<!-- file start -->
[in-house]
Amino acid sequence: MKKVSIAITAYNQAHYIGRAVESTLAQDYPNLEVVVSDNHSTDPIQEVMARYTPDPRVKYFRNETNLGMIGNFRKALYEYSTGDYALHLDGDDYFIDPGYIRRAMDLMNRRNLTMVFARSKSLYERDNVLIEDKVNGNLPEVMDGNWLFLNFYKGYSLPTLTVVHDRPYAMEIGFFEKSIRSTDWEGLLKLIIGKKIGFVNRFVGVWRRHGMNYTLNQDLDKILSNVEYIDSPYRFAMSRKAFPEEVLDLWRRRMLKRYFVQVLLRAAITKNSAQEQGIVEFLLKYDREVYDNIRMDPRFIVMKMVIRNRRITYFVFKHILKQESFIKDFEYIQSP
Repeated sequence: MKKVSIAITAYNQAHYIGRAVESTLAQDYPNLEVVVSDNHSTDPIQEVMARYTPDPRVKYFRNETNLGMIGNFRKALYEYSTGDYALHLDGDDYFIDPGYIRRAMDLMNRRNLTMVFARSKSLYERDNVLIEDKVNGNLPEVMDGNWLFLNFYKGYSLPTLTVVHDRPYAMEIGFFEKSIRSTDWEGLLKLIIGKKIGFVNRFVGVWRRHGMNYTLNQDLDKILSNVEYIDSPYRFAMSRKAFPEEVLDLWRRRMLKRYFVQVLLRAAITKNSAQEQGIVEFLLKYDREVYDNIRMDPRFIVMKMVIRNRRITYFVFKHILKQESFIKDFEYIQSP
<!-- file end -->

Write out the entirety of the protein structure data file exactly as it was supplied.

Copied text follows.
[in-house]
Amino acid sequence: MKKVSIAITAYNQAHYIGRAVESTLAQDYPNLEVVVSDNHSTDPIQEVMARYTPDPRVKYFRNETNLGMIGNFRKALYEYSTGDYALHLDGDDYFIDPGYIRRAMDLMNRRNLTMVFARSKSLYERDNVLIEDKVNGNLPEVMDGNWLFLNFYKGYSLPTLTVVHDRPYAMEIGFFEKSIRSTDWEGLLKLIIGKKIGFVNRFVGVWRRHGMNYTLNQDLDKILSNVEYIDSPYRFAMSRKAFPEEVLDLWRRRMLKRYFVQVLLRAAITKNSAQEQGIVEFLLKYDREVYDNIRMDPRFIVMKMVIRNRRITYFVFKHILKQESFIKDFEYIQSP
Repeated sequence: MKKVSIAITAYNQAHYIGRAVESTLAQDYPNLEVVVSDNHSTDPIQEVMARYTPDPRVKYFRNETNLGMIGNFRKALYEYSTGDYALHLDGDDYFIDPGYIRRAMDLMNRRNLTMVFARSKSLYERDNVLIEDKVNGNLPEVMDGNWLFLNFYKGYSLPTLTVVHDRPYAMEIGFFEKSIRSTDWEGLLKLIIGKKIGFVNRFVGVWRRHGMNYTLNQDLDKILSNVEYIDSPYRFAMSRKAFPEEVLDLWRRRMLKRYFVQVLLRAAITKNSAQEQGIVEFLLKYDREVYDNIRMDPRFIVMKMVIRNRRITYFVFKHILKQESFIKDFEYIQSP